On September 24, 1939 the USSR entered the airspace of all three Baltic states, flying numerous intelligence gathering operations. On September 25 Moscow requested that the Baltic countries allow the USSR to establish military bases and to station troops on their soil. [The Baltic States: Estonia, Latvia and Lithuania by David J. Smith, Page 24, ISBN 0415285801] The government of Latvia accepted the ultimatum, signing the corresponding agreement on October 5, 1939.

On June 16, 1940, followed by another ultimatum the USSR invaded Latvia. [ [ Soviet invasion of the Baltic states in 1940 @ "Documents By France, International Peasant Union, Assemblée de l'Union; 1960"] ] [ [ the Soviet invasion of the Baltic states @ A Dictionary of Twentieth-century World History] ; Oxford University Press, 1997; ISBN 019280016] [,9171,764071-2,00.html Five Years of Dates] at Time magazine on Monday, Jun. 24, 1940. ]

Molotov accused Latvia along with other Baltic states forming a conspiracy against the Soviet Union, Moscow presented ultimatums, demanding new concessions, which included the replacement of governments and allowing an unlimited number of troops to enter the three countries. [see report of Latvian Chargé d'affaires, Fricis Kociņš, regarding the talks with Soviet Foreign Commissar Molotov in cite book | last = I.Grava-Kreituse, I.Feldmanis, J.Goldmanis, A.Stranga. | title = Latvijas okupācija un aneksija 1939-1940: Dokumenti un materiāli. "(The Occupation and Annexation of Latvia: 1939-1940. Documents and Materials.)" | year = 1995 | language = latvian | pages= 348-350 | url = ] Hundreds of thousands Soviet troops entered Estonia, Latvia, Lithuania across the borders. [nearly 650,000 according to cite book |last=Kenneth Christie, Robert Cribb |title=Historical Injustice and Democratic Transition in Eastern Asia and Northern Europe: Ghosts at the Table of Democracy |url =,M1 |year=2002 |publisher=RoutledgeCurzon |location= |isbn=0700715991 |pages = 83] These additional Soviet military forces far outnumbered the armies of each country. Stephane Courtois; Werth, Nicolas; Panne, Jean-Louis; Paczkowski, Andrzej; Bartosek, Karel; Margolin, Jean-Louis & Kramer, Mark (1999). "The Black Book of Communism: Crimes, Terror, Repression". Harvard University Press. ISBN 0-674-07608-7.]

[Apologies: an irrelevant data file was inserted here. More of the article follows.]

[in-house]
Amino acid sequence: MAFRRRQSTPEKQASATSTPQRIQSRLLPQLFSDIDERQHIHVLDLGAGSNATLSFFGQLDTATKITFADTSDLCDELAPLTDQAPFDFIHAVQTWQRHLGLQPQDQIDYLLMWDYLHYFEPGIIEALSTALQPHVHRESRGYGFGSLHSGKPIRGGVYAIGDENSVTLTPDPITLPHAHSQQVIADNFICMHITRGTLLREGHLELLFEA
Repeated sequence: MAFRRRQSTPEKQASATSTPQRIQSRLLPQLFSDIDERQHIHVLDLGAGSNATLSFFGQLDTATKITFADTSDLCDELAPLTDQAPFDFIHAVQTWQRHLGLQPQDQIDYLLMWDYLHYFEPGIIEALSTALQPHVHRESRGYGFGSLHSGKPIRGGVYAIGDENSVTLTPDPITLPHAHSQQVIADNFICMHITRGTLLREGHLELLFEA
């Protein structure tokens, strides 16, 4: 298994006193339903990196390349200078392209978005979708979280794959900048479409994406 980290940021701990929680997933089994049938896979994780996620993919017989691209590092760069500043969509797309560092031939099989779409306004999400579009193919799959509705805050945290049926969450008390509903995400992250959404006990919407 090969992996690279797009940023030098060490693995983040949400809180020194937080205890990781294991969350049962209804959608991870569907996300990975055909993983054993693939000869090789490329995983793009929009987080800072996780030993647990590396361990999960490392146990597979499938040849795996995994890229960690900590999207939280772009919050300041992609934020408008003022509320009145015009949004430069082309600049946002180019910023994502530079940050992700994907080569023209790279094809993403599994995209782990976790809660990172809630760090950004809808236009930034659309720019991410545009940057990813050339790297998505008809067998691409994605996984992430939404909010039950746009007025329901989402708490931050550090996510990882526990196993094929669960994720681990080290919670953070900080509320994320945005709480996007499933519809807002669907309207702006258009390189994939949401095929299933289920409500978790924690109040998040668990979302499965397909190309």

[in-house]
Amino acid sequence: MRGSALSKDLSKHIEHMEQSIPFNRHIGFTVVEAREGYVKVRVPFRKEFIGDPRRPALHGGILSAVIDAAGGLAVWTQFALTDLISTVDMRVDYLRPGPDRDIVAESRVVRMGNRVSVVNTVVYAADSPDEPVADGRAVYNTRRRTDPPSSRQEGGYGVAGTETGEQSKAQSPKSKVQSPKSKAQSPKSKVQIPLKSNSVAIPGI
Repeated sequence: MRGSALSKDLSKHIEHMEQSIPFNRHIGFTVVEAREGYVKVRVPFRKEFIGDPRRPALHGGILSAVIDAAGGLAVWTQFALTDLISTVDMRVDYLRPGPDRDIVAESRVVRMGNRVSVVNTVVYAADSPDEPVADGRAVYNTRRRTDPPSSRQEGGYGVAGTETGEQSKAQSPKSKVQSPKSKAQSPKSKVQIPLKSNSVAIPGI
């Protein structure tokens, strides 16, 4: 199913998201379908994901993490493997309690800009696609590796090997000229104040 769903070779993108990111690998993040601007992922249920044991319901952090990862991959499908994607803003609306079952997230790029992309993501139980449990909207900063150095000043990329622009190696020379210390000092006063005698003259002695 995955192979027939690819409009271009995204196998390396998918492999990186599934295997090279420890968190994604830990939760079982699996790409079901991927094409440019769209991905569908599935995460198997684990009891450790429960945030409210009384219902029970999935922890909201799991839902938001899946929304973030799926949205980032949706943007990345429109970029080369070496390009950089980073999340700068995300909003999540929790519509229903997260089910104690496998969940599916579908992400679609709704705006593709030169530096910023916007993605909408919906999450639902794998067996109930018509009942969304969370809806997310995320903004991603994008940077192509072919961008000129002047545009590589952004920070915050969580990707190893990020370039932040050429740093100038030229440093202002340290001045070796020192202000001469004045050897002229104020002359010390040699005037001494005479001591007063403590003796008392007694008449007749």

The Baltic governments had decided that, in conditions of international isolation and given the overwhelming Soviet force both on the borders and inside the countries, it was in their interests not to actively resist and to avoid bloodshed in an unwinnable war. [The Baltic States: Estonia, Latvia and Lithuania p.19 ISBN-10: 0415285801] The occupation of the Baltic states was complete with a communist coup d'état in each country, supported by the Soviet troops. [Estonia: Identity and Independence by Jean-Jacques Subrenat, David Cousins, Alexander Harding, Richard C. Waterhouse ISBN-10: 9042008903]

Most of the Defence Forces of the Baltic Countries surrendered on these orders, and were disarmed by the Red Army.